If the Leonardo T-100 wins the Air Force’s T-X advanced trainer contract, the jet would be assembled at Moton Field, Ala., coincidentally where the Tuskegee Airmen trained in World War II, Alabama governor Robert Bentley announced Thursday. He said the company will “create 750 … high-paying jobs … over a 10-year ramp-up period” at the site, which will get going with a public-private partnership lease of new-build facilities. Leonardo’s investment in the area will be between $200 million and $250 million if it wins T-X, Bentley said. Leonardo had previously planned to set up final assembly and checkout of the T-100 in Meridian, Miss., when it was partnered with Raytheon on the bid. At Moton Field, Leonardo would conduct “structural sub-assembly, integration, final assembly, and … research and testing,” and make deliveries to the Air Force, Bentley said in a news release. The service’s requirement is for 350 T-X aircraft.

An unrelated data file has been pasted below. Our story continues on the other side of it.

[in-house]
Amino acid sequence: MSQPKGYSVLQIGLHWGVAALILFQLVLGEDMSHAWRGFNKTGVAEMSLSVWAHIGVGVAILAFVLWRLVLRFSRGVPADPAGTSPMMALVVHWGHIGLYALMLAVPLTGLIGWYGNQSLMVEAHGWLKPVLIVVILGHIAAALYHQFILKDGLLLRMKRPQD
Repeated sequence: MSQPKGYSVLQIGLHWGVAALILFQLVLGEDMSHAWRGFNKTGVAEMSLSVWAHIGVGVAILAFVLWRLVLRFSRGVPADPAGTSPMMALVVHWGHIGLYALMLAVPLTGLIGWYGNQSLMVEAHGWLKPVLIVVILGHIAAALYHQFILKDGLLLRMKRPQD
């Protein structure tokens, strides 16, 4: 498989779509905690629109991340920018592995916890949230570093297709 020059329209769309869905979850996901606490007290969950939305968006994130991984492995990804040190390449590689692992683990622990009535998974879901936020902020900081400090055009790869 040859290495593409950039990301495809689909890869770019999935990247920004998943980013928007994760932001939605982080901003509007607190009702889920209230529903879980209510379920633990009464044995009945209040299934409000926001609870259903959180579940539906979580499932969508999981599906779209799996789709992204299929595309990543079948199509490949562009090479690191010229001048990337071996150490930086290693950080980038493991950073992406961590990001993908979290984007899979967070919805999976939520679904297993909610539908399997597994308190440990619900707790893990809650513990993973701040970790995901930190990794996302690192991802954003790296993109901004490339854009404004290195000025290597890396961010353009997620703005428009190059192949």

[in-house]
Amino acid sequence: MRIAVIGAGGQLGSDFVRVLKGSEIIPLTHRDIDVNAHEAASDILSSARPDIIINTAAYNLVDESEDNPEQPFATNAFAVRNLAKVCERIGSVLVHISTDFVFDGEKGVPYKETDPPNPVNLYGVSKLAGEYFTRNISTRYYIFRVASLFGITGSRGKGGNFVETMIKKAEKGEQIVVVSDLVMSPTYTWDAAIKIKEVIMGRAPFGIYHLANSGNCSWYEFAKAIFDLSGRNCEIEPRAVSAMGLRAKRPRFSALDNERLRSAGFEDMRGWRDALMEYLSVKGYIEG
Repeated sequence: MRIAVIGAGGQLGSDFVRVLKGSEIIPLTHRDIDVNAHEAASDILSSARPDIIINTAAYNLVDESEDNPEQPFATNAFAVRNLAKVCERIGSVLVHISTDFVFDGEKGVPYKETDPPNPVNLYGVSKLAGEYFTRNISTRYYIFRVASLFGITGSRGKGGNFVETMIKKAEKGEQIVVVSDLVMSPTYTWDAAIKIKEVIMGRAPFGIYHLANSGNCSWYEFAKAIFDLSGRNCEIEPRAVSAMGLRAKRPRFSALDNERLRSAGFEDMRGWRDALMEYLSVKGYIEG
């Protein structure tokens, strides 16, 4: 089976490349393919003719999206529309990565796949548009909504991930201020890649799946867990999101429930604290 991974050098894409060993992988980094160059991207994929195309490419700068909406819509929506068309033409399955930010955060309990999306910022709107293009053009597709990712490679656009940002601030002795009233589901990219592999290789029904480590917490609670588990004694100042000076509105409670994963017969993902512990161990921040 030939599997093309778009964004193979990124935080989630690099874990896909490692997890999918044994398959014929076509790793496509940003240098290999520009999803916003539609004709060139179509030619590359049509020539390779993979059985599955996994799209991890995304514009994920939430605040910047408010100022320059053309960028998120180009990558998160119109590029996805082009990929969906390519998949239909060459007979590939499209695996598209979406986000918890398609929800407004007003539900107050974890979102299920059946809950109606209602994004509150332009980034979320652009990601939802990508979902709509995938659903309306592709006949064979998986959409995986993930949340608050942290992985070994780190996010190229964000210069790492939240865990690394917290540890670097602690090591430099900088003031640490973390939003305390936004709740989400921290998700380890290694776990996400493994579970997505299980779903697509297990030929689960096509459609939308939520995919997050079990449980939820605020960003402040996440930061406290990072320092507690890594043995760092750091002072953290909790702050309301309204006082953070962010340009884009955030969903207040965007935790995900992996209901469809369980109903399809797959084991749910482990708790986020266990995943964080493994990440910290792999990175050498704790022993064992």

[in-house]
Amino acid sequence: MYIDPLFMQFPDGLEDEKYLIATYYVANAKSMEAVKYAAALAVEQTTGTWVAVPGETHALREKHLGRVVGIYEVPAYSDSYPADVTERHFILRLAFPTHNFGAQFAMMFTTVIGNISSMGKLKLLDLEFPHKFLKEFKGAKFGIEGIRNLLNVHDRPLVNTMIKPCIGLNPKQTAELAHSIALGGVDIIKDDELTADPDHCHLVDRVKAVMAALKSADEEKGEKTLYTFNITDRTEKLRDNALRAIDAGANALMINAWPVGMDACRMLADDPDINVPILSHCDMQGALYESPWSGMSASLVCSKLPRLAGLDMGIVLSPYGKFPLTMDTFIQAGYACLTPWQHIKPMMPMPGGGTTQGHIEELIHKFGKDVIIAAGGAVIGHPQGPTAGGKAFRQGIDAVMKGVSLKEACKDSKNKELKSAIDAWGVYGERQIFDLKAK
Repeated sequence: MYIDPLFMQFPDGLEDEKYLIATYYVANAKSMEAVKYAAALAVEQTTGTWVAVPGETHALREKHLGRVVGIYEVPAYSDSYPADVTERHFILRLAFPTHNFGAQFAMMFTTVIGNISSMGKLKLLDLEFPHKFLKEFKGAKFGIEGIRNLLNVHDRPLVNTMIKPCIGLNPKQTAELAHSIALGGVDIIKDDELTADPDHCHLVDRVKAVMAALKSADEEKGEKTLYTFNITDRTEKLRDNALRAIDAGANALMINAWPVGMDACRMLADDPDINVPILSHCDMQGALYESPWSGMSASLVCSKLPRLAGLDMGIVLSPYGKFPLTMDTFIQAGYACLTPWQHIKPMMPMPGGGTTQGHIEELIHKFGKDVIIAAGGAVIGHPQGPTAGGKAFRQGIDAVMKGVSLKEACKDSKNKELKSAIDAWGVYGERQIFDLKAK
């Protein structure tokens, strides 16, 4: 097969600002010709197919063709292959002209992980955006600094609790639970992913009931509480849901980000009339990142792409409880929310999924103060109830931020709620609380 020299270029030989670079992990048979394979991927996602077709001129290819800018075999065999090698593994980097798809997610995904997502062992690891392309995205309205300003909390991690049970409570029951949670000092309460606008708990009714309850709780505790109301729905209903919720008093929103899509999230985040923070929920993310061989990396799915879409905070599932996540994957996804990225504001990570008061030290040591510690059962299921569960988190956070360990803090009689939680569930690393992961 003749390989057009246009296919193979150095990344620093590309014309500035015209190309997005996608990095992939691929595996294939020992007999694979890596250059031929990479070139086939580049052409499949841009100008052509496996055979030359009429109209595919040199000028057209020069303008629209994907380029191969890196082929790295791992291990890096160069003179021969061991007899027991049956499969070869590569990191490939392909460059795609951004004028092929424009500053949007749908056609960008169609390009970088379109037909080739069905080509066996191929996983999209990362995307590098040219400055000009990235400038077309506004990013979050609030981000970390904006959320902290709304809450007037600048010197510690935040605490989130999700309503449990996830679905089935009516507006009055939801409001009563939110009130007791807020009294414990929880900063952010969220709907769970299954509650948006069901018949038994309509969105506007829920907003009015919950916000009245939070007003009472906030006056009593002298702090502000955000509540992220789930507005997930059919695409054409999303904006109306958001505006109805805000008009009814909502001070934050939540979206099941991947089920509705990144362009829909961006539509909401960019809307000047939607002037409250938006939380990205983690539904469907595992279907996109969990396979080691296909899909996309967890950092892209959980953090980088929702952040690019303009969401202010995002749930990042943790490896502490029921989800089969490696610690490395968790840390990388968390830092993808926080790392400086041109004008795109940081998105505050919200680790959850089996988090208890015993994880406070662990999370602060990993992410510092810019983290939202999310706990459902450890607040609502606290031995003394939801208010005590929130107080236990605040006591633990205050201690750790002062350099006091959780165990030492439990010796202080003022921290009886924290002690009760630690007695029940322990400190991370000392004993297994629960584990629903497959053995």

DRS CEO William J. Lynn touted the aircraft as the “best trainer” in the contest, which he called “the most operationally proven, low-cost, low-risk integrated training system.” The ground-based training system for the T-100 is being supplied by CAE USA of Florida. The T-100 is the Leonardo (formerly Alenia Aermacchi) M-346 Master configured for US requirements, and many elements will be made in Italy, although Leonardo has not given a figure on its expected US content. Israel, Italy, and Singapore collectively operate 60 M-346s and Poland has a handful on order. Bids on the T-X are due March 30; other competitors who have said definitively they will compete include Lockheed Martin with its T-50A and Boeing/Saab with an unnamed new design. Textron has said it will not offer its privately-developed Scorpion jet as the aircraft doesn’t meet USAF’s requirements. Northrop Grumman announced in early February it would not bid on T-X, even though it had a new-design prototype flying, hinting that the program had become purely a lowest-cost competition, which presumably it felt it would not win. Lockheed Skunk Works chief Rob Weiss told reporters in March that the competition had, in fact, become a “low-cost shootout.” The Air Force plans to award the T-X contract by the end of this year and achieve initial operating capability in 2024.